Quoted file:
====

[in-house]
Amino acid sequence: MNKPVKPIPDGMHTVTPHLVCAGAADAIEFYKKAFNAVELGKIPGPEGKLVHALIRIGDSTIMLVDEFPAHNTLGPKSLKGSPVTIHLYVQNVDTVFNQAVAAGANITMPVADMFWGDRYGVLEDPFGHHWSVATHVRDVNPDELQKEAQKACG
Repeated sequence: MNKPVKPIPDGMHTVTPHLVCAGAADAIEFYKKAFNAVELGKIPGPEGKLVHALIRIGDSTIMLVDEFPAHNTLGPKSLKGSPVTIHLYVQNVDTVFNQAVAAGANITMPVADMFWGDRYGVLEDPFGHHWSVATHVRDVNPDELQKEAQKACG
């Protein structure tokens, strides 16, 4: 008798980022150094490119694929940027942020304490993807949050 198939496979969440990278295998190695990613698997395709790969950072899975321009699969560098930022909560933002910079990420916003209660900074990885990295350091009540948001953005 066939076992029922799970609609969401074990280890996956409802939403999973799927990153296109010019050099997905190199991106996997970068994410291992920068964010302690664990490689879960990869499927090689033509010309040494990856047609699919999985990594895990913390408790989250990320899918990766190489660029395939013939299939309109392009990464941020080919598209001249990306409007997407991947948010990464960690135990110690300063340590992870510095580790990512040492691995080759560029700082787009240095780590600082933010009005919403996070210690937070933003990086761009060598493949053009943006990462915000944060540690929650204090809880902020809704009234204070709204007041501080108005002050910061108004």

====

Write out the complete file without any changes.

[in-house]
Amino acid sequence: MNKPVKPIPDGMHTVTPHLVCAGAADAIEFYKKAFNAVELGKIPGPEGKLVHALIRIGDSTIMLVDEFPAHNTLGPKSLKGSPVTIHLYVQNVDTVFNQAVAAGANITMPVADMFWGDRYGVLEDPFGHHWSVATHVRDVNPDELQKEAQKACG
Repeated sequence: MNKPVKPIPDGMHTVTPHLVCAGAADAIEFYKKAFNAVELGKIPGPEGKLVHALIRIGDSTIMLVDEFPAHNTLGPKSLKGSPVTIHLYVQNVDTVFNQAVAAGANITMPVADMFWGDRYGVLEDPFGHHWSVATHVRDVNPDELQKEAQKACG
């Protein structure tokens, strides 16, 4: 008798980022150094490119694929940027942020304490993807949050 198939496979969440990278295998190695990613698997395709790969950072899975321009699969560098930022909560933002910079990420916003209660900074990885990295350091009540948001953005 066939076992029922799970609609969401074990280890996956409802939403999973799927990153296109010019050099997905190199991106996997970068994410291992920068964010302690664990490689879960990869499927090689033509010309040494990856047609699919999985990594895990913390408790989250990320899918990766190489660029395939013939299939309109392009990464941020080919598209001249990306409007997407991947948010990464960690135990110690300063340590992870510095580790990512040492691995080759560029700082787009240095780590600082933010009005919403996070210690937070933003990086761009060598493949053009943006990462915000944060540690929650204090809880902020809704009234204070709204007041501080108005002050910061108004």